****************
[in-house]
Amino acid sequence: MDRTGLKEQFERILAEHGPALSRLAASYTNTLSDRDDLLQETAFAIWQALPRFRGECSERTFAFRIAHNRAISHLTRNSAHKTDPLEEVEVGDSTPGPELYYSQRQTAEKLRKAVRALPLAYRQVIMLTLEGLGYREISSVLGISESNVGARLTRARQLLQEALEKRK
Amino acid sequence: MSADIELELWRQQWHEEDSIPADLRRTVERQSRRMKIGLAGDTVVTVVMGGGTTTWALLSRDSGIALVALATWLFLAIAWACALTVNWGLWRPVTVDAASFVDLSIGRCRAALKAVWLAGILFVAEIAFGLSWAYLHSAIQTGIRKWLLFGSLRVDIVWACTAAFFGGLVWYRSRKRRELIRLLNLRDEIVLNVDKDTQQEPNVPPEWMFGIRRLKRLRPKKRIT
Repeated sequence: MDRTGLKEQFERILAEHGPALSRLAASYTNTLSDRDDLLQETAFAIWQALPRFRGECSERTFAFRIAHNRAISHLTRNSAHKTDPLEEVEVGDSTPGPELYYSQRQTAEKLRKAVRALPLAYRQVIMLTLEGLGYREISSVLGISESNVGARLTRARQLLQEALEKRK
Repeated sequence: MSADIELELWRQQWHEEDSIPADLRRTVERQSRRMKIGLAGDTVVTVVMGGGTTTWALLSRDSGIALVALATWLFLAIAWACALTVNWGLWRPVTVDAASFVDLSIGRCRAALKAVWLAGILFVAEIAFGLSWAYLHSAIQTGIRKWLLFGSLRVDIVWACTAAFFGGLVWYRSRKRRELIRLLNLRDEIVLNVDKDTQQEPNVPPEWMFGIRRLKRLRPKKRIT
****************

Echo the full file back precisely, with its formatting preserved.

[in-house]
Amino acid sequence: MDRTGLKEQFERILAEHGPALSRLAASYTNTLSDRDDLLQETAFAIWQALPRFRGECSERTFAFRIAHNRAISHLTRNSAHKTDPLEEVEVGDSTPGPELYYSQRQTAEKLRKAVRALPLAYRQVIMLTLEGLGYREISSVLGISESNVGARLTRARQLLQEALEKRK
Amino acid sequence: MSADIELELWRQQWHEEDSIPADLRRTVERQSRRMKIGLAGDTVVTVVMGGGTTTWALLSRDSGIALVALATWLFLAIAWACALTVNWGLWRPVTVDAASFVDLSIGRCRAALKAVWLAGILFVAEIAFGLSWAYLHSAIQTGIRKWLLFGSLRVDIVWACTAAFFGGLVWYRSRKRRELIRLLNLRDEIVLNVDKDTQQEPNVPPEWMFGIRRLKRLRPKKRIT
Repeated sequence: MDRTGLKEQFERILAEHGPALSRLAASYTNTLSDRDDLLQETAFAIWQALPRFRGECSERTFAFRIAHNRAISHLTRNSAHKTDPLEEVEVGDSTPGPELYYSQRQTAEKLRKAVRALPLAYRQVIMLTLEGLGYREISSVLGISESNVGARLTRARQLLQEALEKRK
Repeated sequence: MSADIELELWRQQWHEEDSIPADLRRTVERQSRRMKIGLAGDTVVTVVMGGGTTTWALLSRDSGIALVALATWLFLAIAWACALTVNWGLWRPVTVDAASFVDLSIGRCRAALKAVWLAGILFVAEIAFGLSWAYLHSAIQTGIRKWLLFGSLRVDIVWACTAAFFGGLVWYRSRKRRELIRLLNLRDEIVLNVDKDTQQEPNVPPEWMFGIRRLKRLRPKKRIT